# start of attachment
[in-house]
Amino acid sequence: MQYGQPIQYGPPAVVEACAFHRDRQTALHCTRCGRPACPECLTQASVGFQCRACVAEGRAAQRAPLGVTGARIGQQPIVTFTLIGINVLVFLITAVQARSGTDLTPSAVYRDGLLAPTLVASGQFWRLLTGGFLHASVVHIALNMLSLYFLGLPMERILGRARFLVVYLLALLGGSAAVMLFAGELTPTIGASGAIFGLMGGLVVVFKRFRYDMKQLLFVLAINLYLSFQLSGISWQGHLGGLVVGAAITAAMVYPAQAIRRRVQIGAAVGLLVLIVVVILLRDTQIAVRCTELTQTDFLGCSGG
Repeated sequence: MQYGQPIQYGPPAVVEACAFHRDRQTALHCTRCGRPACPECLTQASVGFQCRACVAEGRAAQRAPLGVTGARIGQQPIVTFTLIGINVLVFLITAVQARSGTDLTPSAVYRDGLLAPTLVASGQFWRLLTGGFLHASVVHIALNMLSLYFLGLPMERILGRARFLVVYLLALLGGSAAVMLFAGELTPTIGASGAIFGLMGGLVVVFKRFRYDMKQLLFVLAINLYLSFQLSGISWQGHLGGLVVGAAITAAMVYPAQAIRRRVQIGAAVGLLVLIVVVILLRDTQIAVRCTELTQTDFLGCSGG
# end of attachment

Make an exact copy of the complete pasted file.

[in-house]
Amino acid sequence: MQYGQPIQYGPPAVVEACAFHRDRQTALHCTRCGRPACPECLTQASVGFQCRACVAEGRAAQRAPLGVTGARIGQQPIVTFTLIGINVLVFLITAVQARSGTDLTPSAVYRDGLLAPTLVASGQFWRLLTGGFLHASVVHIALNMLSLYFLGLPMERILGRARFLVVYLLALLGGSAAVMLFAGELTPTIGASGAIFGLMGGLVVVFKRFRYDMKQLLFVLAINLYLSFQLSGISWQGHLGGLVVGAAITAAMVYPAQAIRRRVQIGAAVGLLVLIVVVILLRDTQIAVRCTELTQTDFLGCSGG
Repeated sequence: MQYGQPIQYGPPAVVEACAFHRDRQTALHCTRCGRPACPECLTQASVGFQCRACVAEGRAAQRAPLGVTGARIGQQPIVTFTLIGINVLVFLITAVQARSGTDLTPSAVYRDGLLAPTLVASGQFWRLLTGGFLHASVVHIALNMLSLYFLGLPMERILGRARFLVVYLLALLGGSAAVMLFAGELTPTIGASGAIFGLMGGLVVVFKRFRYDMKQLLFVLAINLYLSFQLSGISWQGHLGGLVVGAAITAAMVYPAQAIRRRVQIGAAVGLLVLIVVVILLRDTQIAVRCTELTQTDFLGCSGG